Labor says gig worker reforms won't capture tradies

·2-min read
Brendan Esposito/AAP PHOTOS

The employment minister says new rules to bolster protections for gig workers will not apply to contractors and tradies in construction.

Tony Burke said the federal government's plan to set minimum standards for "employee-like" forms of work, including gig workers, would not have unintended consequences for independent contractors and tradies.

"No one uses Uber electrician," he told Sky News on Wednesday. 

The minister was responding to a warning issued by Master Builders Australia earlier in the week that it would force independent contractors to give up their businesses and become employees. 

The industry association said the regulation could fundamentally damage the model of specialist contract work needed for building and construction work, forcing businesses to permanently employ independent contractors.

Mr Burke said the legislation, which is still being drafted, would draw clear lines around gig workers and the rules would not apply to tradies and contractors running small businesses.

"The person riding a bicycle delivering a pizza with no say over how much they're paid, they're not running their own business," he said.

Master Builders Australia acting chief executive officer Shaun Schmitke welcomed the clarification from the minister but said his assurance did not go far enough.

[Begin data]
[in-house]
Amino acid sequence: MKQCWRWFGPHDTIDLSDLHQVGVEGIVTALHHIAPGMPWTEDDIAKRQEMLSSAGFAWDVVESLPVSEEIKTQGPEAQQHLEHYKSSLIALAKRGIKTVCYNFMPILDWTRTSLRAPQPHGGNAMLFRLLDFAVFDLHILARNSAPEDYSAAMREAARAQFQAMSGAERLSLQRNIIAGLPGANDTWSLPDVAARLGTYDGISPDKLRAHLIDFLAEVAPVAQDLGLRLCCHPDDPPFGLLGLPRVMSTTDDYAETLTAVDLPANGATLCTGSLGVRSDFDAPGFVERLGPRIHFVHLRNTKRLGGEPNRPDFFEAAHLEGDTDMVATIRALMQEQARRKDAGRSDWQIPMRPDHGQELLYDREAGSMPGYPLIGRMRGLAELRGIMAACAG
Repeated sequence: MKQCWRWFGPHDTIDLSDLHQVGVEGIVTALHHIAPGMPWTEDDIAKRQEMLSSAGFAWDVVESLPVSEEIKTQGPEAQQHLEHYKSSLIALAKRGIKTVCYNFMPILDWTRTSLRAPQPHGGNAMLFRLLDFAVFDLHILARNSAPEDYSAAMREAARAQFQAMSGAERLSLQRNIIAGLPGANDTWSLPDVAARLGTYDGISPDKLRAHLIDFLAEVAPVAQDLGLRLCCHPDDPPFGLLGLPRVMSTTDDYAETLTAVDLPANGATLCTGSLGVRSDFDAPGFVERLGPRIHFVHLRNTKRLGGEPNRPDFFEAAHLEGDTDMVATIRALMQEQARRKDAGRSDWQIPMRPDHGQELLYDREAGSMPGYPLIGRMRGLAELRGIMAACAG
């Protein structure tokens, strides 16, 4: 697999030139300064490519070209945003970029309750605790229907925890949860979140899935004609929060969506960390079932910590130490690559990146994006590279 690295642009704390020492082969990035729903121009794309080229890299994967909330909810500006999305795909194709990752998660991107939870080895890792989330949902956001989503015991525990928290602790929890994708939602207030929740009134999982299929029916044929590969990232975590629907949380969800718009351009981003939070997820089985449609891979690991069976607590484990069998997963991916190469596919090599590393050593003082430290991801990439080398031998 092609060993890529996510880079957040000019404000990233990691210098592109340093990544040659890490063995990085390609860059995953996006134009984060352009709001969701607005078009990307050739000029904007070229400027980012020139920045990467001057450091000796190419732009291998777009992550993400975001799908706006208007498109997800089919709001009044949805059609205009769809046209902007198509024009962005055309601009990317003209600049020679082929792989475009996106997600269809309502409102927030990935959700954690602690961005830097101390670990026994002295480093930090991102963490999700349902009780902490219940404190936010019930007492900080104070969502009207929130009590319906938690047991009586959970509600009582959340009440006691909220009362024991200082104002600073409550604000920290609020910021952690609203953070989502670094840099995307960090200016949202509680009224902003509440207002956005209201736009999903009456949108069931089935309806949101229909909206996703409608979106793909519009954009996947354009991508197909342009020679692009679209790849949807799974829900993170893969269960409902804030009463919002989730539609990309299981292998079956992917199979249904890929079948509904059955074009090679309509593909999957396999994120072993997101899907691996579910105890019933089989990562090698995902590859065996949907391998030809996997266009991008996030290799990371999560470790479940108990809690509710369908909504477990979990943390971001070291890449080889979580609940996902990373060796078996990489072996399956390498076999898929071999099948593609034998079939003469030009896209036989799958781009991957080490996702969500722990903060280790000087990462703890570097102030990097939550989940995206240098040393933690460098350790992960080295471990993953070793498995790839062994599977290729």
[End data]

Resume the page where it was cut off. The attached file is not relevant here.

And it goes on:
He said Labor's election policy and the relevant consultation paper left the door open to adverse impacts on self-employed tradies.

"If the government intends to limit this proposal to gig workers only, then it should make it explicitly clear and give an undertaking to exclude industries outside the gig economy before the legislation is introduced," Mr Schmitke said.

The minister addressed a spate of other business community concerns about the next round of industrial relations reforms, which would include the "same job, same pay" definition of a casual employee.

Mining giant BHP has raised concerns about the labour hire crackdown that could cost the company more than $1 billion a year and potentially threaten jobs.

Mr Burke said he was unclear how BHP had reached that sum but that the changes would cost mining companies more money.

"If you're using a loophole and we take away the loophole, then there's an additional cost," he said.

The minister said the planned crackdown would stop the practice of bringing in labour-hire casuals and paying them less than the permanent workers already on site.

"No matter which way you look at this, this is a rort," he said.

"If a rate of pay is agreed at a site, then that should be the rate of pay."

The workplace reforms are expected to kick off in the back half of 2023.